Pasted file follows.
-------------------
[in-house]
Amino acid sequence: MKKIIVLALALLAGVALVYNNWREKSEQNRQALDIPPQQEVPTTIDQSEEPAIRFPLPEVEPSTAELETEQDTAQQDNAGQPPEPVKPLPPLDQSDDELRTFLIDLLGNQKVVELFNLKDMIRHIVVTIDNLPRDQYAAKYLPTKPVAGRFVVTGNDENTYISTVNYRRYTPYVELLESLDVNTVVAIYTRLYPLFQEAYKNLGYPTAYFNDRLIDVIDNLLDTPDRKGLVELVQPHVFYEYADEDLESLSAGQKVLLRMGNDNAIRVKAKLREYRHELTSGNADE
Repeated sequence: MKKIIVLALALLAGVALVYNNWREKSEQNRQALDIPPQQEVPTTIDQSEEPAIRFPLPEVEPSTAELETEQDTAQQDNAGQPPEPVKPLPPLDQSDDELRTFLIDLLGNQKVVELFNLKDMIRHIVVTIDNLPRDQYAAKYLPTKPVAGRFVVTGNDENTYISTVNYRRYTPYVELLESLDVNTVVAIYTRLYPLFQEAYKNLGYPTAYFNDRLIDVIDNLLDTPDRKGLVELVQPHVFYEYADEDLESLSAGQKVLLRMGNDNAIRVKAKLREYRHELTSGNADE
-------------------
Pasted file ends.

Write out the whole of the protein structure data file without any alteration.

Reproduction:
[in-house]
Amino acid sequence: MKKIIVLALALLAGVALVYNNWREKSEQNRQALDIPPQQEVPTTIDQSEEPAIRFPLPEVEPSTAELETEQDTAQQDNAGQPPEPVKPLPPLDQSDDELRTFLIDLLGNQKVVELFNLKDMIRHIVVTIDNLPRDQYAAKYLPTKPVAGRFVVTGNDENTYISTVNYRRYTPYVELLESLDVNTVVAIYTRLYPLFQEAYKNLGYPTAYFNDRLIDVIDNLLDTPDRKGLVELVQPHVFYEYADEDLESLSAGQKVLLRMGNDNAIRVKAKLREYRHELTSGNADE
Repeated sequence: MKKIIVLALALLAGVALVYNNWREKSEQNRQALDIPPQQEVPTTIDQSEEPAIRFPLPEVEPSTAELETEQDTAQQDNAGQPPEPVKPLPPLDQSDDELRTFLIDLLGNQKVVELFNLKDMIRHIVVTIDNLPRDQYAAKYLPTKPVAGRFVVTGNDENTYISTVNYRRYTPYVELLESLDVNTVVAIYTRLYPLFQEAYKNLGYPTAYFNDRLIDVIDNLLDTPDRKGLVELVQPHVFYEYADEDLESLSAGQKVLLRMGNDNAIRVKAKLREYRHELTSGNADE